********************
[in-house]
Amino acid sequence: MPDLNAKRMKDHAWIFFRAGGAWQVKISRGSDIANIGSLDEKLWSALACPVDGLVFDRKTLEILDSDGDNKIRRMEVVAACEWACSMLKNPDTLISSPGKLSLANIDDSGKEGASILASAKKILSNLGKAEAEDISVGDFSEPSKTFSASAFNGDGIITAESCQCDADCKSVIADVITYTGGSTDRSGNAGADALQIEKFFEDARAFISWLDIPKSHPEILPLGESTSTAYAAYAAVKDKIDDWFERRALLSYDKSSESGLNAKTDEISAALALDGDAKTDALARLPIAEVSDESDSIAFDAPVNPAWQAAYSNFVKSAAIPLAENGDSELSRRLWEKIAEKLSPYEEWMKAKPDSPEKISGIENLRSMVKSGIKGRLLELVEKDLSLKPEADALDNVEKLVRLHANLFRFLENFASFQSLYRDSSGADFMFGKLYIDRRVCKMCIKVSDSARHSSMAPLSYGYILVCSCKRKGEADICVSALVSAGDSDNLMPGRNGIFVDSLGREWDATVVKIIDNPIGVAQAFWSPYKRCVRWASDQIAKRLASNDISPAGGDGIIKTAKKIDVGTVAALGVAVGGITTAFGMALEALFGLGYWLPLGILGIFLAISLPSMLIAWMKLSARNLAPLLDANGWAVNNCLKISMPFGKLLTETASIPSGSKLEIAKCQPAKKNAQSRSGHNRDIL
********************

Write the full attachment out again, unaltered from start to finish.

[in-house]
Amino acid sequence: MPDLNAKRMKDHAWIFFRAGGAWQVKISRGSDIANIGSLDEKLWSALACPVDGLVFDRKTLEILDSDGDNKIRRMEVVAACEWACSMLKNPDTLISSPGKLSLANIDDSGKEGASILASAKKILSNLGKAEAEDISVGDFSEPSKTFSASAFNGDGIITAESCQCDADCKSVIADVITYTGGSTDRSGNAGADALQIEKFFEDARAFISWLDIPKSHPEILPLGESTSTAYAAYAAVKDKIDDWFERRALLSYDKSSESGLNAKTDEISAALALDGDAKTDALARLPIAEVSDESDSIAFDAPVNPAWQAAYSNFVKSAAIPLAENGDSELSRRLWEKIAEKLSPYEEWMKAKPDSPEKISGIENLRSMVKSGIKGRLLELVEKDLSLKPEADALDNVEKLVRLHANLFRFLENFASFQSLYRDSSGADFMFGKLYIDRRVCKMCIKVSDSARHSSMAPLSYGYILVCSCKRKGEADICVSALVSAGDSDNLMPGRNGIFVDSLGREWDATVVKIIDNPIGVAQAFWSPYKRCVRWASDQIAKRLASNDISPAGGDGIIKTAKKIDVGTVAALGVAVGGITTAFGMALEALFGLGYWLPLGILGIFLAISLPSMLIAWMKLSARNLAPLLDANGWAVNNCLKISMPFGKLLTETASIPSGSKLEIAKCQPAKKNAQSRSGHNRDIL